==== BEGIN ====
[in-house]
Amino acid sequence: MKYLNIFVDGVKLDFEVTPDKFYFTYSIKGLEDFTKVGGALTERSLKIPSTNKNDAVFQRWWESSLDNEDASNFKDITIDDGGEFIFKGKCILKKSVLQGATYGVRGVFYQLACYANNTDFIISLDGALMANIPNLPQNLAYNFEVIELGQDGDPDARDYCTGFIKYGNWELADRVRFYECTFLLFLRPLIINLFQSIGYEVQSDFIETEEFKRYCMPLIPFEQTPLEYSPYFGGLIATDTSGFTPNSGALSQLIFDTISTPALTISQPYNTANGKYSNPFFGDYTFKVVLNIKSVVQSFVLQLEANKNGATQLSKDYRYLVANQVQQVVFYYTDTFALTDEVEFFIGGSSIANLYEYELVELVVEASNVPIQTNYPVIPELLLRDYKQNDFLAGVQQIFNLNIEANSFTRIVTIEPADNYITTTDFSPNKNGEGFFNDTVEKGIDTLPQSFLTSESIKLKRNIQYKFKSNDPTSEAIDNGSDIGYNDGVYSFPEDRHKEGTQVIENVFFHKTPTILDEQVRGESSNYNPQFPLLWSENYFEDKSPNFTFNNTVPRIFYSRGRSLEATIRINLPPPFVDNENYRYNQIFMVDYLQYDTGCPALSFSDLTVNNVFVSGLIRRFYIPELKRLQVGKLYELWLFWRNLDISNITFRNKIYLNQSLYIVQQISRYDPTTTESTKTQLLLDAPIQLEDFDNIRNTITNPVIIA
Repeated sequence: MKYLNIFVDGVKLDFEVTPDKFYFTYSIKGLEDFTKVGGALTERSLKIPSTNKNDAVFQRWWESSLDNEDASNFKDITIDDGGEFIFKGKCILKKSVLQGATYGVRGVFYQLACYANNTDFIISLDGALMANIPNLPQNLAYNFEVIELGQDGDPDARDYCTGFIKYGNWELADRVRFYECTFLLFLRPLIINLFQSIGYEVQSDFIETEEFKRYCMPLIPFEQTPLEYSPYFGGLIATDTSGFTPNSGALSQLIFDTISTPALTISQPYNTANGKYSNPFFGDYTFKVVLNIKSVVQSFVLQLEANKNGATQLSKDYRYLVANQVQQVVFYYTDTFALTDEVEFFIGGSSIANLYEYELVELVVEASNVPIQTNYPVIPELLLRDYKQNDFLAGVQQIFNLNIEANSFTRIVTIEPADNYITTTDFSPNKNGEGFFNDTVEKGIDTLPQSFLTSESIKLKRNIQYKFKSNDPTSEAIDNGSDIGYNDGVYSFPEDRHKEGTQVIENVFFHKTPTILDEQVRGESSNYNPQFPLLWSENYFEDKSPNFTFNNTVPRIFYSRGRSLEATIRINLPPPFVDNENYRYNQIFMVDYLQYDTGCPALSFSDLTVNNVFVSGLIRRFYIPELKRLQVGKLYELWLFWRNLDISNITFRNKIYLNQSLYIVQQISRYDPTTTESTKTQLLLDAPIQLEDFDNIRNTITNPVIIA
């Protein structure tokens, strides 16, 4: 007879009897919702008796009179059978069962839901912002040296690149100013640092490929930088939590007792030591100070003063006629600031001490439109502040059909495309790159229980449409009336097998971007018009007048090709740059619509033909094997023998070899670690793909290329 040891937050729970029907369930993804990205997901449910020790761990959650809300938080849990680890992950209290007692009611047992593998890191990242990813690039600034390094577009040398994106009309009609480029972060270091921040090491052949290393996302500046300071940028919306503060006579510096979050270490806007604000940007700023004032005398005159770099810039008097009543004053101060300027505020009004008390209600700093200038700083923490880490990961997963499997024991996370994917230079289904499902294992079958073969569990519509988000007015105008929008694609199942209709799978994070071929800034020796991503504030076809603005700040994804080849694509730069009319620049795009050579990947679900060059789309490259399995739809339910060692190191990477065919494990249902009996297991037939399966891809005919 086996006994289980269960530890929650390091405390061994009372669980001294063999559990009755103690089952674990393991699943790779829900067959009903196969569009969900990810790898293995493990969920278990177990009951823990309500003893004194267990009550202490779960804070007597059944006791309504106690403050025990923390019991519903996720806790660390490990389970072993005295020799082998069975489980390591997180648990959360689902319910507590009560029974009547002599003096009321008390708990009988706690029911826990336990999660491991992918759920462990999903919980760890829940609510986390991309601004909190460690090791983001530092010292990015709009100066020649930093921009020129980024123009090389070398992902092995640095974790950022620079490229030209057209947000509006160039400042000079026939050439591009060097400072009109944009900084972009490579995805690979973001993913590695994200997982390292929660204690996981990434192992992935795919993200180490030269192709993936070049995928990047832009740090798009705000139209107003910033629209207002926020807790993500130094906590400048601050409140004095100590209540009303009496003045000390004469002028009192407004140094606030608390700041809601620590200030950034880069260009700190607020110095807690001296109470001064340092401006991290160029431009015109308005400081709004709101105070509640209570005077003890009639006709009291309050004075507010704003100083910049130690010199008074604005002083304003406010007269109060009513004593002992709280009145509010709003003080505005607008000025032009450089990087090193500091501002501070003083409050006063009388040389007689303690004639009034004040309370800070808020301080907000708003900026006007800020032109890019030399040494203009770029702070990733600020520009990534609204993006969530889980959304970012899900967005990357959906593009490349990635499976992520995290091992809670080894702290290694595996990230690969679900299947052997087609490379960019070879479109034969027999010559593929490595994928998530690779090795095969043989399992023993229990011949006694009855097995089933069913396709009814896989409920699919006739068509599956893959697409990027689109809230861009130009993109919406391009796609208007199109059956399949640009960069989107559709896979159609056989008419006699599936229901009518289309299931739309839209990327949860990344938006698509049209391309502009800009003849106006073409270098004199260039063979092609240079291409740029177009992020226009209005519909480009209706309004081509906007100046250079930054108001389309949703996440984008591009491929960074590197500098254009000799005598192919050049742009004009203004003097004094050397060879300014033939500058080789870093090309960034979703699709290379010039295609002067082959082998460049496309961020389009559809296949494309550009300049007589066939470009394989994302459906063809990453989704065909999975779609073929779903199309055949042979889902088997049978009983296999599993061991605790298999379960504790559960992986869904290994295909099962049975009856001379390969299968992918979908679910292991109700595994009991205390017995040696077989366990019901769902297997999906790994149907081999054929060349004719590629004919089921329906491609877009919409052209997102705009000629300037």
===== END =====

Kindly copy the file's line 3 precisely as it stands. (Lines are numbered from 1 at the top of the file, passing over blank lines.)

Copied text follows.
Repeated sequence: MKYLNIFVDGVKLDFEVTPDKFYFTYSIKGLEDFTKVGGALTERSLKIPSTNKNDAVFQRWWESSLDNEDASNFKDITIDDGGEFIFKGKCILKKSVLQGATYGVRGVFYQLACYANNTDFIISLDGALMANIPNLPQNLAYNFEVIELGQDGDPDARDYCTGFIKYGNWELADRVRFYECTFLLFLRPLIINLFQSIGYEVQSDFIETEEFKRYCMPLIPFEQTPLEYSPYFGGLIATDTSGFTPNSGALSQLIFDTISTPALTISQPYNTANGKYSNPFFGDYTFKVVLNIKSVVQSFVLQLEANKNGATQLSKDYRYLVANQVQQVVFYYTDTFALTDEVEFFIGGSSIANLYEYELVELVVEASNVPIQTNYPVIPELLLRDYKQNDFLAGVQQIFNLNIEANSFTRIVTIEPADNYITTTDFSPNKNGEGFFNDTVEKGIDTLPQSFLTSESIKLKRNIQYKFKSNDPTSEAIDNGSDIGYNDGVYSFPEDRHKEGTQVIENVFFHKTPTILDEQVRGESSNYNPQFPLLWSENYFEDKSPNFTFNNTVPRIFYSRGRSLEATIRINLPPPFVDNENYRYNQIFMVDYLQYDTGCPALSFSDLTVNNVFVSGLIRRFYIPELKRLQVGKLYELWLFWRNLDISNITFRNKIYLNQSLYIVQQISRYDPTTTESTKTQLLLDAPIQLEDFDNIRNTITNPVIIA